Attorney General Mark Brnovich is making a last-ditch effort to let Gov. Doug Ducey deny driver’s licenses to “dreamers.”
Legal briefs filed March 29 ask the U.S. Supreme Court to overturn rulings by the 9th U.S. Circuit Court of Appeals, which has concluded that those in the Deferred Action for Childhood Arrivals program are in this country legally. More to the point, the judges said Arizona has no right to unilaterally decide the issue for itself.
That is precisely what Jan Brewer did in 2012 when she issued an executive order declaring that DACA, instituted by the Obama administration, did not entitle those accepted into the program the right to drive.
Brewer is gone.
But Ducey, her successor, has refused to rescind the executive order. And that has left Brnovich, as the state’s chief lawyer, to defend that.
Hanging in the balance is the question of whether the DACA program overrides the state’s right to decide who can drive.
The 2012 federal policy allows those who arrived in this country illegally as children to remain if they meet certain other qualifications. They also are entitled to employment authorization documents entitling them to work here legally.
At last count, there were more than 27,000 Arizonans in the program.
But just days before the Department of Homeland Security began taking applications, Brewer issued an executive order directing the Arizona Department of Transportation to not issue licenses to DACA recipients.
Brewer cited a 1996 state law that says licenses are available only to those whose presence in this country is “authorized by federal law.”
She argued that the federal agency really had no legal authority to permit DACA recipients to remain or work. And what that meant, Brewer said, is they were not “authorized” to be here.
That argument failed to convince federal appellate judges who said Arizona cannot decide for itself who is legally entitled to be in the country.
In Wednesday’s filings, Brnovich told the justices that neither Brewer in issuing the executive order nor Ducey in continuing to enforce it is doing anything wrong.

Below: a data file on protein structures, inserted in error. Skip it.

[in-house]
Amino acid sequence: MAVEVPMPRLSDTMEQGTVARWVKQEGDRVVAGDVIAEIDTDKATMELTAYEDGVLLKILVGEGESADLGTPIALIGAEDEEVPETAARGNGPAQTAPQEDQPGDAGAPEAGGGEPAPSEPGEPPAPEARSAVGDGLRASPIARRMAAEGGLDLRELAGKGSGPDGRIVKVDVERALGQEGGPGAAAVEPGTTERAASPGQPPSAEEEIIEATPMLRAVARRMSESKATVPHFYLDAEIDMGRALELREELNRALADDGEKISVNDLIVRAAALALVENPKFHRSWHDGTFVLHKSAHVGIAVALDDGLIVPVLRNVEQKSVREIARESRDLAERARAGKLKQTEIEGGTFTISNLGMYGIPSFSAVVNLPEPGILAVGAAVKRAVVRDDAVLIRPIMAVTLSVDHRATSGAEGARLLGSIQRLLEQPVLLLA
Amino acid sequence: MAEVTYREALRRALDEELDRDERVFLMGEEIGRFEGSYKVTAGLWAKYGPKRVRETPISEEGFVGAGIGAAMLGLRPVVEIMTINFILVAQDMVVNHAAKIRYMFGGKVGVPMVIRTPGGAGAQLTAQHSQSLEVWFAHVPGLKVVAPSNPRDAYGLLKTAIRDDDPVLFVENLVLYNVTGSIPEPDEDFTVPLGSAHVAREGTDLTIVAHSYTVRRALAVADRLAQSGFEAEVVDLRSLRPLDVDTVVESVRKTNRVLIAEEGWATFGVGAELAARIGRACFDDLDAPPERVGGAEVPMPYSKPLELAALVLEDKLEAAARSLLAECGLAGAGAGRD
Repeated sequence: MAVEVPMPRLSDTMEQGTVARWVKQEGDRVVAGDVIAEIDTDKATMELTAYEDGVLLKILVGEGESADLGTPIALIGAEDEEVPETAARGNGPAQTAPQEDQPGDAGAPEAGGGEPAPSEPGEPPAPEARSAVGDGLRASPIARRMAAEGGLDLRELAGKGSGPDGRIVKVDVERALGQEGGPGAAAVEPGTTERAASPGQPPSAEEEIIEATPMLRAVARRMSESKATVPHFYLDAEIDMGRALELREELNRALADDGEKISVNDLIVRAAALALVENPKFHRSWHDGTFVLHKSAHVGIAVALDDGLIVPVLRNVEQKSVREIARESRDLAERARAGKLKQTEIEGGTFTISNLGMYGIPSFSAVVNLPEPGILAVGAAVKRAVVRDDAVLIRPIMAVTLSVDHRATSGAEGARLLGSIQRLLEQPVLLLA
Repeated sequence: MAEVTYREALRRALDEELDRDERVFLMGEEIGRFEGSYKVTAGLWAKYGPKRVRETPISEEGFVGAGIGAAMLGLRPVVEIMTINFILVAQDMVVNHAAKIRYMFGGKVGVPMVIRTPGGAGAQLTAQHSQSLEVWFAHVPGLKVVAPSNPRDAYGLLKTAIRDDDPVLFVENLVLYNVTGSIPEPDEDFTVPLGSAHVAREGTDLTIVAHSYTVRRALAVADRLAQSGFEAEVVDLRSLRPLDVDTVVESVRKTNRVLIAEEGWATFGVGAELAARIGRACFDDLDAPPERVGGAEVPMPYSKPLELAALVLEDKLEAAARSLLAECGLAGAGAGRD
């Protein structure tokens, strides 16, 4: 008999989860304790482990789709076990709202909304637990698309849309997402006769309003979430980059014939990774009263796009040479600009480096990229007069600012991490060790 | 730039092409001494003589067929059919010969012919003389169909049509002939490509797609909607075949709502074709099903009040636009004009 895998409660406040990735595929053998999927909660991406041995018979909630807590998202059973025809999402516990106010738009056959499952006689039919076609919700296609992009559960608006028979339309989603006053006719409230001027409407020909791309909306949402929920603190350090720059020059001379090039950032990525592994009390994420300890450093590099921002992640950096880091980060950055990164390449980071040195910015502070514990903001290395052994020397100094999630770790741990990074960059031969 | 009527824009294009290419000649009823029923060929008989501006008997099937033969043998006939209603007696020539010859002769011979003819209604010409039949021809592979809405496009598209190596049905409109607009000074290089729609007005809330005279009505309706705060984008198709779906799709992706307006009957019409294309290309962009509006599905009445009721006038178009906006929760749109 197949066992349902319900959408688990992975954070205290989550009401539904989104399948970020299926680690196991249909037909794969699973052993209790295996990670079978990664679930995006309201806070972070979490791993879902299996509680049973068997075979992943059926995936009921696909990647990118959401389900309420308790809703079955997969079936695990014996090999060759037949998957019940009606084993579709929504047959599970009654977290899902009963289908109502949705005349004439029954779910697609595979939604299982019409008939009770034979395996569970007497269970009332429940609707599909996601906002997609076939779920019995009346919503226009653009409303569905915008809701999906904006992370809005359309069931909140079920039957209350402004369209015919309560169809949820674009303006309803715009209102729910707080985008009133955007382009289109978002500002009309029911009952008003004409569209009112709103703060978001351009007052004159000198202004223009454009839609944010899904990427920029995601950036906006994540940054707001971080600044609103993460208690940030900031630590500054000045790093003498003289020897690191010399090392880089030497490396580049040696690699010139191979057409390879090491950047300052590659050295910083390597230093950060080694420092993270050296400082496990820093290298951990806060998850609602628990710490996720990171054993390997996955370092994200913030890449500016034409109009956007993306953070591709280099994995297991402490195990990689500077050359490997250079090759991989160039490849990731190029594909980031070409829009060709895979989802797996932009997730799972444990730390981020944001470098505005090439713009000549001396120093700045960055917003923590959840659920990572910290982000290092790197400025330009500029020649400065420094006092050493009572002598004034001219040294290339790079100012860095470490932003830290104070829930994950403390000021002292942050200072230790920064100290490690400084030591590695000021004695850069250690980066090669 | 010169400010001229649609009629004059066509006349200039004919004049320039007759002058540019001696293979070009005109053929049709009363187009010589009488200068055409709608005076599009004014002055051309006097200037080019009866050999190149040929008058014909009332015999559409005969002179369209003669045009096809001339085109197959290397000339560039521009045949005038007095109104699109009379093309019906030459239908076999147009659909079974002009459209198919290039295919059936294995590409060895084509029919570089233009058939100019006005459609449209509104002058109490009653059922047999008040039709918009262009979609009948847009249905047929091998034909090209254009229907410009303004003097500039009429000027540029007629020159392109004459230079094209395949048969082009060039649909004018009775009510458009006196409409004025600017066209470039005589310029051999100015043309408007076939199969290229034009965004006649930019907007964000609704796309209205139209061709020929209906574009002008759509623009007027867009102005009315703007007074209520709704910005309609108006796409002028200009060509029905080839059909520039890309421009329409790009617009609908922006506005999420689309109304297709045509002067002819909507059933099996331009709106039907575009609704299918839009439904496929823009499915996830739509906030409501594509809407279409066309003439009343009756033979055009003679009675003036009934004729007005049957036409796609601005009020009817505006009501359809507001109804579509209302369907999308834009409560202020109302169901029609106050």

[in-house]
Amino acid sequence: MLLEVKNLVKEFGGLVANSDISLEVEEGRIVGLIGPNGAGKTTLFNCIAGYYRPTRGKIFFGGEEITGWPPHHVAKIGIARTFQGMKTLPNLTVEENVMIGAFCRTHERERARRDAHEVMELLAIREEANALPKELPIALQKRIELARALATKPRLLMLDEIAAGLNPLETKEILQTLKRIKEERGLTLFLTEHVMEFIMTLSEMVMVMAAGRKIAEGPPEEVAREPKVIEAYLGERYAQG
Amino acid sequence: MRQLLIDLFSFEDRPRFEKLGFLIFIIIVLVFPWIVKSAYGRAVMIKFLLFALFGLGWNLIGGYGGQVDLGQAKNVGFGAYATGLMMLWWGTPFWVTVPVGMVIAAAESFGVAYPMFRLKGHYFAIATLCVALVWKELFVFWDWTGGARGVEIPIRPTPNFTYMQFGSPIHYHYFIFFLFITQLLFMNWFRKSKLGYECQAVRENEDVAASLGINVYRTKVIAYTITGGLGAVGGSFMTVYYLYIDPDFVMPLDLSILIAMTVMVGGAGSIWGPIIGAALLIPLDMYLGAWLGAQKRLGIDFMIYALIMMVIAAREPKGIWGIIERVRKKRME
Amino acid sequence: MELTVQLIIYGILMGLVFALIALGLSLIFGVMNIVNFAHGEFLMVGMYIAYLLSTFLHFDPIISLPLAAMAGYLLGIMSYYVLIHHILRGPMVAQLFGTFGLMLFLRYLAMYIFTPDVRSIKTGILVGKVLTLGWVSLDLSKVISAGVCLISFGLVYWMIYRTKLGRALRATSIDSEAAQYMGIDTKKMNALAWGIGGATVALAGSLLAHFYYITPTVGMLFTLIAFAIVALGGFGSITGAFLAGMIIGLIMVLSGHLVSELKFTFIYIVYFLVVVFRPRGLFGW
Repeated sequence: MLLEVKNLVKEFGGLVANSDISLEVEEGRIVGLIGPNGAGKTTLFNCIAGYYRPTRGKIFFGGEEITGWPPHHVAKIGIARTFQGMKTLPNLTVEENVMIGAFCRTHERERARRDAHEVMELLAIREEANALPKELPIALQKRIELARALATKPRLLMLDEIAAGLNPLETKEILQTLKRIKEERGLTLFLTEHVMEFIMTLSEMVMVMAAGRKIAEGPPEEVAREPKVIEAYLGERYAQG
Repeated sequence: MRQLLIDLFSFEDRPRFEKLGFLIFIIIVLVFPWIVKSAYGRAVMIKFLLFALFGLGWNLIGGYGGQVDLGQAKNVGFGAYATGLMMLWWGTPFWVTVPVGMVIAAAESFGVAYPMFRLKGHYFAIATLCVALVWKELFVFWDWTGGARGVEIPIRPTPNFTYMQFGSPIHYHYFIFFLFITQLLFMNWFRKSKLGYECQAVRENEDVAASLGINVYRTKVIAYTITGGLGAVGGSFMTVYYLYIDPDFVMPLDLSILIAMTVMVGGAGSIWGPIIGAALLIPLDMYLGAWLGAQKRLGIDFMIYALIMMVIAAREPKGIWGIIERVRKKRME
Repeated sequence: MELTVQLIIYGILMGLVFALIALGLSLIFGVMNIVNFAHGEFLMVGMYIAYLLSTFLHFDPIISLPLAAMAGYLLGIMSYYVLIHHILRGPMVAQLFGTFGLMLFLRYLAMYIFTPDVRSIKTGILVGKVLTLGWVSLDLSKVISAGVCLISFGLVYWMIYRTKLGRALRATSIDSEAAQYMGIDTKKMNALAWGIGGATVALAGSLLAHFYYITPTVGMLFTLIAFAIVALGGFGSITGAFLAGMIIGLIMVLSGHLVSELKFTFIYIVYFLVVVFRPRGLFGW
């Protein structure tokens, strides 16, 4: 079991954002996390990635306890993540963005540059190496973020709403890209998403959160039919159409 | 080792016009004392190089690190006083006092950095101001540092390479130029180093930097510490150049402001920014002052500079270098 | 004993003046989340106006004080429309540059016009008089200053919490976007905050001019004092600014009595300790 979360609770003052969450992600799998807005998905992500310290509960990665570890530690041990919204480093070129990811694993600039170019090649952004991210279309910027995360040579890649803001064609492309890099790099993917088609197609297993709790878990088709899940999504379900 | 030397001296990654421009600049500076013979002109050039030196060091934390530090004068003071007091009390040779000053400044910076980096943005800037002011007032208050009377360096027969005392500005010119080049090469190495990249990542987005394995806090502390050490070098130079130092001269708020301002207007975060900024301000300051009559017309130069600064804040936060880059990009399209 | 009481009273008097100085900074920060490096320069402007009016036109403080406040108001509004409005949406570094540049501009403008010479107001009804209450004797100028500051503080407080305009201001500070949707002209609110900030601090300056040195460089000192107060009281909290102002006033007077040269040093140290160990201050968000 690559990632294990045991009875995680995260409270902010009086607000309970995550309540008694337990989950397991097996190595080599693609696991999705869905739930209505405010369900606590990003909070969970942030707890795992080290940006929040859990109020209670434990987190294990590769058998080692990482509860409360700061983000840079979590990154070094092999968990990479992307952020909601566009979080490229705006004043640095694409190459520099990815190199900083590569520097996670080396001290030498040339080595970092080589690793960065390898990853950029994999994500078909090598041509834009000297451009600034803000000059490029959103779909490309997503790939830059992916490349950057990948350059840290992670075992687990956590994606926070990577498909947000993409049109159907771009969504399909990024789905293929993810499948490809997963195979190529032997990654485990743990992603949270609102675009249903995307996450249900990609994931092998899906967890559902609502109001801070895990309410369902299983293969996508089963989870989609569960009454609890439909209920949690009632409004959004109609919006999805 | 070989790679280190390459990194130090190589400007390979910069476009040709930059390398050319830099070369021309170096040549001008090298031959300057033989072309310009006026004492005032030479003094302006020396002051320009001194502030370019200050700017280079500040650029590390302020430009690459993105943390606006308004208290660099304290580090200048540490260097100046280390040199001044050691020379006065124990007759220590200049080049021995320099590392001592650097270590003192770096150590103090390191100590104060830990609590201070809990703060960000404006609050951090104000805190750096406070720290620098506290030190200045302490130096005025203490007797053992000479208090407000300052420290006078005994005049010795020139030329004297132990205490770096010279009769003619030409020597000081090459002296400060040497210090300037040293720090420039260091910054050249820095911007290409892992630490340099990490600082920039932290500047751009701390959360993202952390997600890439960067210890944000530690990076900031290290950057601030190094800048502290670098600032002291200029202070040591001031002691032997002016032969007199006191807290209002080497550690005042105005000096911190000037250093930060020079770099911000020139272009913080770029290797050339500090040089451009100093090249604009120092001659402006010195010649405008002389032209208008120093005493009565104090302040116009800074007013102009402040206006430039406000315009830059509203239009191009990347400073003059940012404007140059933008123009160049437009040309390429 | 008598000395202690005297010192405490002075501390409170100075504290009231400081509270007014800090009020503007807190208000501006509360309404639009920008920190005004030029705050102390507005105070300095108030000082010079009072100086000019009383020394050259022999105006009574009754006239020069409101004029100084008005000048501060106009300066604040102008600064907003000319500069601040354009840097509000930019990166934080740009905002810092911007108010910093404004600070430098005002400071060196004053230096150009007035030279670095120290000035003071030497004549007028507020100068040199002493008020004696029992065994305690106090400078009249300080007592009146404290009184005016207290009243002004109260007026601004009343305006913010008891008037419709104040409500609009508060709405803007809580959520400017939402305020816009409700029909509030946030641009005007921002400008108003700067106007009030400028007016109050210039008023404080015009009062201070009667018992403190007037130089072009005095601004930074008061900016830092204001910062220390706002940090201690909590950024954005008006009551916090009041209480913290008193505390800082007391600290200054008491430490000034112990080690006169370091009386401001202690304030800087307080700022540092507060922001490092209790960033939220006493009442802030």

“The DACA memo itself stressed that it ‘confers no substantive right, immigration status or pathway to citizenship,’ ” Brnovich wrote. In fact, he said, the Office of Legal Counsel within the U.S. Department of Justice said in its own writings that DACA “does not establish any enforceable legal right to remain in the United States — and it may be revoked by immigration authorities at their discretion.”
Brnovich also said that what Obama did is not part of any federal law or even the result of Congress directing a federal agency to adopt a rule.
“Rather, DACA purports to be mere prosecutorial discretion,” he said. “As such, it is not federal law.”
What that means, Brnovich said, is those who want driver’s licenses cannot rely on the employment authorization documents issued solely because of DACA to prove they are eligible to drive.
“A discretionary, revocable program of nonenforcement, which was created by executive action
alone, cannot preempt state law regulating driver’s licenses,” Brnovich wrote. And he said even the federal appellate judges acknowledged that granting licenses is a “traditional police power,” something that can be preempted only when Congress clearly states it intends to preempt state law.
Inherent in the state’s arguments is the contention that Obama exceeded his authority in establishing the DACA program in the first place.
No federal court has specifically addressed that issue. But Brnovich pointed out that the 5th U.S. Circuit Court of Appeals has blocked a subsequent Obama program known as Deferred Action for Parents of Americans, essentially a bid to allow adults who are the parents of children born here to remain.
In that case, the judges said the Obama administration violated the federal Administrative Procedure Act because it acted unilaterally and did not go through the normal rule-making process when creating DAPA. The majority in that case also concluded that president’s actions may be contrary to federal law.
The issue remains ripe because President Trump, who has the authority to abolish DACA, has chosen not to do so. In fact, the new president has indicated he believes there are reasons to allow those who arrived in this country as children should be allowed to stay.
Not everything the 9th Circuit decided was based strictly on its interpretation of the authority of the president to defer deportation versus the Arizona law on who gets to drive.
Judge Harry Pregerson, writing for the three-judge panel that made the first ruling, said the policy instituted by Brewer was motivated by “a dogged animus” against dreamers.